I have to say that one of the hardest things I have to do as a writer is to contact people who can give me information to be able to write the books. Over the years, I have take citizen police academy classes so I could get the guts up to ask my specific questions of cops; I have called firefighters so I could ask about the fire in the shelter for my first book. I have even talked to a couple of people in the FBI–once as we toured the Denver headquarters with Sisters in Crime and another guy was the husband of a fellow writer.
It’s hard to say, “hey, I’m a writer and I want to know this.” It’s harder still to know what you don’t know, so you can ask the right questions. And sometimes you have to get over your own prejudices. For my third book, which is written but not yet published, I wanted someone to be killed with just about anything rather than a gun. I just am not a gun person. It wasn’t until after I talked to the fellow writer’s husband, rather extensively, that I realized the scene couldn’t work any other way. And then, since I know so little about guns, I was really stumped, but he helped me through it.
Talking to someone in the field you’re writing about goes beyond crime novels. Recently I read a romance novel about someone who was apparently an accountant for a construction company. Her boss owned the company and was the love interest. Since my husband has a drafting firm, and I do the books, I could relate. Except I couldn’t. The dialog was all wrong.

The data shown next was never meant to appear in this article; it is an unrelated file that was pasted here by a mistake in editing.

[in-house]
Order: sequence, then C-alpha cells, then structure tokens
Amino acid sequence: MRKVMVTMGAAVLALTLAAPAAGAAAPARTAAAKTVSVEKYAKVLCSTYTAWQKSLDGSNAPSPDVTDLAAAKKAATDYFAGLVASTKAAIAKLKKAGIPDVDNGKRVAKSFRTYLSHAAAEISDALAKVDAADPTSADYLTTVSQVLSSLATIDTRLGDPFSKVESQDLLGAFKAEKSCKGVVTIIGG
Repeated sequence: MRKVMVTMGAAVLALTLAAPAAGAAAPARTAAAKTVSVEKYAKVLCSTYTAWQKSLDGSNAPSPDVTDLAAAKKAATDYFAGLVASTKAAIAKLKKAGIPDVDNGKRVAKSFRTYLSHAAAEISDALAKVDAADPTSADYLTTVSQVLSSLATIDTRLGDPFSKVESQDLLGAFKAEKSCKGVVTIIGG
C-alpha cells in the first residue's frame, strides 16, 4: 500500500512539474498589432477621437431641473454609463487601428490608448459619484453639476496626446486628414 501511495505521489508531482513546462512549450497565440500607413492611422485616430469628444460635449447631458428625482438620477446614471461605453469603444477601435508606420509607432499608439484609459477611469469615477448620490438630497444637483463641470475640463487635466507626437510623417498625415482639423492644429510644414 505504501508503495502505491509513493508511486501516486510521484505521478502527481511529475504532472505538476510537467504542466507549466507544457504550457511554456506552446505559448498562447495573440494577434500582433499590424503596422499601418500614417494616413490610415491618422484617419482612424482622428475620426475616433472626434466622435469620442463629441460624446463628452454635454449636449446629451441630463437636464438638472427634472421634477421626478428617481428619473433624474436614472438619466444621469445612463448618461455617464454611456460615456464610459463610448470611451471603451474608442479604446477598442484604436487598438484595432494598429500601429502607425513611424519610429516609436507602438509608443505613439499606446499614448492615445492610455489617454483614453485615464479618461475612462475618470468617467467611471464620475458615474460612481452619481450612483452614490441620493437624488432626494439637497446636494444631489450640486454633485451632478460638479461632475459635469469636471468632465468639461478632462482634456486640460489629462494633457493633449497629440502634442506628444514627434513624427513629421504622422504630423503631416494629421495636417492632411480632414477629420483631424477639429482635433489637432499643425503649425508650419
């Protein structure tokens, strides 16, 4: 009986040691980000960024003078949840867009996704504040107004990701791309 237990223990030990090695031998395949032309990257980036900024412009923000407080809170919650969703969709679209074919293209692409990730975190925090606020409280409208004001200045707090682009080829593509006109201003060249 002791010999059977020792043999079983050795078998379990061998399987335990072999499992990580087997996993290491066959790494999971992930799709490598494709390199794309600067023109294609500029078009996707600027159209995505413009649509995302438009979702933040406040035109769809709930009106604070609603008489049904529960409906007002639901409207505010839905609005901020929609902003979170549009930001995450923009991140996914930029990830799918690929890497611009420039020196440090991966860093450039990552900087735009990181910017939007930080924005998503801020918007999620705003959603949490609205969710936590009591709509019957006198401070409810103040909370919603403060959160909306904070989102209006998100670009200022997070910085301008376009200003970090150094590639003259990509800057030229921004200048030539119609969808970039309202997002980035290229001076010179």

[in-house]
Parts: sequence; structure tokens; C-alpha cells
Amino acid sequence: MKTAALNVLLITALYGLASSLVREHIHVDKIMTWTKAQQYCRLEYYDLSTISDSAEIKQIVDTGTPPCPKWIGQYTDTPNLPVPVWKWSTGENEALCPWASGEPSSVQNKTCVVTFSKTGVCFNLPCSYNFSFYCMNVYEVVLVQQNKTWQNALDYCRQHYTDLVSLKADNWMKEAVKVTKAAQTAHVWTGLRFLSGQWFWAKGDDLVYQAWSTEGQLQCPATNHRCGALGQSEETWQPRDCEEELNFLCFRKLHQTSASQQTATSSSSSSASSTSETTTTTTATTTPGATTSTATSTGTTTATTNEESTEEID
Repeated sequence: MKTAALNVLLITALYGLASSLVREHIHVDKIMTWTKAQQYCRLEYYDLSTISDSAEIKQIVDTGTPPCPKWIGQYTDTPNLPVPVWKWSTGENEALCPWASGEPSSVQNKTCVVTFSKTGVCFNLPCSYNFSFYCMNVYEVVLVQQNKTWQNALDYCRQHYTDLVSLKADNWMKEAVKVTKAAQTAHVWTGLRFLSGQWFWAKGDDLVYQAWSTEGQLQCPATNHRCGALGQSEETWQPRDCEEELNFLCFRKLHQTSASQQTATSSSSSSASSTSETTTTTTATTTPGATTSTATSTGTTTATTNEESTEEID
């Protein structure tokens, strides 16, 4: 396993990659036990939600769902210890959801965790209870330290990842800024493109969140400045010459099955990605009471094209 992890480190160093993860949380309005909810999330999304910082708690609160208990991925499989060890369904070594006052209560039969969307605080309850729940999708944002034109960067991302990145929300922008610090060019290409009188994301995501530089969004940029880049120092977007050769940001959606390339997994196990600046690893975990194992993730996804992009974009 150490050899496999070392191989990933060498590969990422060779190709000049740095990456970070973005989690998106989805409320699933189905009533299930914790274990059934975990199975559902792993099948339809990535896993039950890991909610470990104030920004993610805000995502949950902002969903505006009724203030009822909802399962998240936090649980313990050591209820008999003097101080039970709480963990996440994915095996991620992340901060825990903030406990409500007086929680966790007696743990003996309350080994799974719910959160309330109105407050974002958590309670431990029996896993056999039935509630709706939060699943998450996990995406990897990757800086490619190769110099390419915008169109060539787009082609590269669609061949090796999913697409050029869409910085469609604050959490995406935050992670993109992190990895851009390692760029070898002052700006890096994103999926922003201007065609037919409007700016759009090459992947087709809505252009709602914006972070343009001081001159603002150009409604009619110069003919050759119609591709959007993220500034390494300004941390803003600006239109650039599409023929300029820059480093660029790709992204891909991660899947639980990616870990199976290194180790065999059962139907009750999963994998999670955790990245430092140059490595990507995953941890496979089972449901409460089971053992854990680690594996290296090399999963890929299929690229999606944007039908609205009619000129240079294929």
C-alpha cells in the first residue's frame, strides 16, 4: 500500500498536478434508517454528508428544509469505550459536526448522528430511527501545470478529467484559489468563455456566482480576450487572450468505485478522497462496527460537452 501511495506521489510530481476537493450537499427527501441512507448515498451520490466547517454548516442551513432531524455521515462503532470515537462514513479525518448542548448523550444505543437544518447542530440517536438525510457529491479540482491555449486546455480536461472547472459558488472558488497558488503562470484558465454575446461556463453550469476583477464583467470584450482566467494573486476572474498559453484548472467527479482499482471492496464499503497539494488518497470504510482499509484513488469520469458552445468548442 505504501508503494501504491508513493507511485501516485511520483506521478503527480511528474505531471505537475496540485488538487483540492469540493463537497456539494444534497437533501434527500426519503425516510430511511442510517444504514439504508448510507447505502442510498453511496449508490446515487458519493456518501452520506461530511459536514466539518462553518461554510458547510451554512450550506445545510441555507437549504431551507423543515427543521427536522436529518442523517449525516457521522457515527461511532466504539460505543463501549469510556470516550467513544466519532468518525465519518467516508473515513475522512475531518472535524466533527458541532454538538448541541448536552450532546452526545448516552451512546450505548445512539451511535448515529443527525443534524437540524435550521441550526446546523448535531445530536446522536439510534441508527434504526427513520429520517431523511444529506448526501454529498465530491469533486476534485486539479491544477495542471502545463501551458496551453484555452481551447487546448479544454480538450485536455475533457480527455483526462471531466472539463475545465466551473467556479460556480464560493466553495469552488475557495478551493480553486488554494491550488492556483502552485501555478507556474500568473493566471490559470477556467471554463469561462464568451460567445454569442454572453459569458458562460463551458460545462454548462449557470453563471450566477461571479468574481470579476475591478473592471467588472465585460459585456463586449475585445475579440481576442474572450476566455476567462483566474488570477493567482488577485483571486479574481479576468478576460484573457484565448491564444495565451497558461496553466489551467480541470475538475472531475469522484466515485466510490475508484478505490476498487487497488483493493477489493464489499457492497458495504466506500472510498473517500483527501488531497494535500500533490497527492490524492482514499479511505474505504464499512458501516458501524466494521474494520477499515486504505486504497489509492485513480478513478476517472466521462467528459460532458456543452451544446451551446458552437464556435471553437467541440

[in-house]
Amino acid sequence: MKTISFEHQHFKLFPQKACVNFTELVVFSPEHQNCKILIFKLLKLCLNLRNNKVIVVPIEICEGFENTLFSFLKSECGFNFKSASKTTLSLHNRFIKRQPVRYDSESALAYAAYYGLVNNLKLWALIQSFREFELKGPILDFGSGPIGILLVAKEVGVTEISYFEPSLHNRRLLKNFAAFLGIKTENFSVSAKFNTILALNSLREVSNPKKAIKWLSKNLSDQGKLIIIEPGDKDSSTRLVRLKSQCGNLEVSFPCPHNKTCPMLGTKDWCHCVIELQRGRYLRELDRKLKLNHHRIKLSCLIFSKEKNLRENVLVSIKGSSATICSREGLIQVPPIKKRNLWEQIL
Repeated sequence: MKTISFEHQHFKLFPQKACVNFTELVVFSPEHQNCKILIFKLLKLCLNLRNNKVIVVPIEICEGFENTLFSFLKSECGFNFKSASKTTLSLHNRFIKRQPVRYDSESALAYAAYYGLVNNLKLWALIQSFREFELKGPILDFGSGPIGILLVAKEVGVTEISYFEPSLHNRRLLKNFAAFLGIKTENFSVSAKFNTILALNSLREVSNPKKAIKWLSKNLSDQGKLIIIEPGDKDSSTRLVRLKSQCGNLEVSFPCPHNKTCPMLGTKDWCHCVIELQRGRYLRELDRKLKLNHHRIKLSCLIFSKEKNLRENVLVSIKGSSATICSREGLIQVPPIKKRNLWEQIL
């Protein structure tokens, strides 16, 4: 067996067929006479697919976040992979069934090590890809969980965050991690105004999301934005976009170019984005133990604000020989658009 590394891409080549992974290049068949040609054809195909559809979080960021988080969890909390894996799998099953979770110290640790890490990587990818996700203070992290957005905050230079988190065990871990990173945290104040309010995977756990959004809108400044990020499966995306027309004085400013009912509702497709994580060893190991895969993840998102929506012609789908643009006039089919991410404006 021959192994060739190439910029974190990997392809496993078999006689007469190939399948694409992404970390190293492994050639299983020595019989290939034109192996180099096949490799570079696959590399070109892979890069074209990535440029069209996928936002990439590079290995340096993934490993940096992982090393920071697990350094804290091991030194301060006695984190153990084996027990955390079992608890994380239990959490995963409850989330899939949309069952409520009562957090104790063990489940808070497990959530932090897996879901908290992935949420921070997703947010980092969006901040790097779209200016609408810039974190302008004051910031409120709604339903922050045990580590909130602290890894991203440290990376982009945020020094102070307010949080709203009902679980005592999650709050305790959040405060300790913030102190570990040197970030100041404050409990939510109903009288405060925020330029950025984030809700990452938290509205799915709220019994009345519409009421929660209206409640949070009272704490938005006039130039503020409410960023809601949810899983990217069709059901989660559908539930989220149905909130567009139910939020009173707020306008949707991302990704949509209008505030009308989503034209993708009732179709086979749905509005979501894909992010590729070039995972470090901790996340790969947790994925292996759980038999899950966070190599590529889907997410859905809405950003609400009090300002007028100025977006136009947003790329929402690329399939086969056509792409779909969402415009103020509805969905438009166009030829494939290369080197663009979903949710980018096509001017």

Conversations in different professions have their own language. Accounting in general needs a dictionary sometimes and construction accounting is no different than anything else. There is talk about consent of sureties, DBEs, and retention, first and second tier subs, backcharges and I can go on and on. It is a language you won’t hear in the accounting area of a manufacturing company. But it’s all accounting.
Okay, so that is boring and that’s why the author didn’t include that stuff. Good enough, it just didn’t sound like the back chatter I know.
But in construction companies, there is usually a lot of talk about the weather. Weather matters. Everyone on God’s green earth knows that winter is just a crummy season for anything in construction–unless I guess you live in Hawaii, California, or Florida. Except for the author who wrote the book I was reading because their company, based in Wisconsin, was going great guns in December and hiring on extra people.
It doesn’t take much to make a reader not believe in your book. I put it down about then.
Happy Thanksgiving, everyone!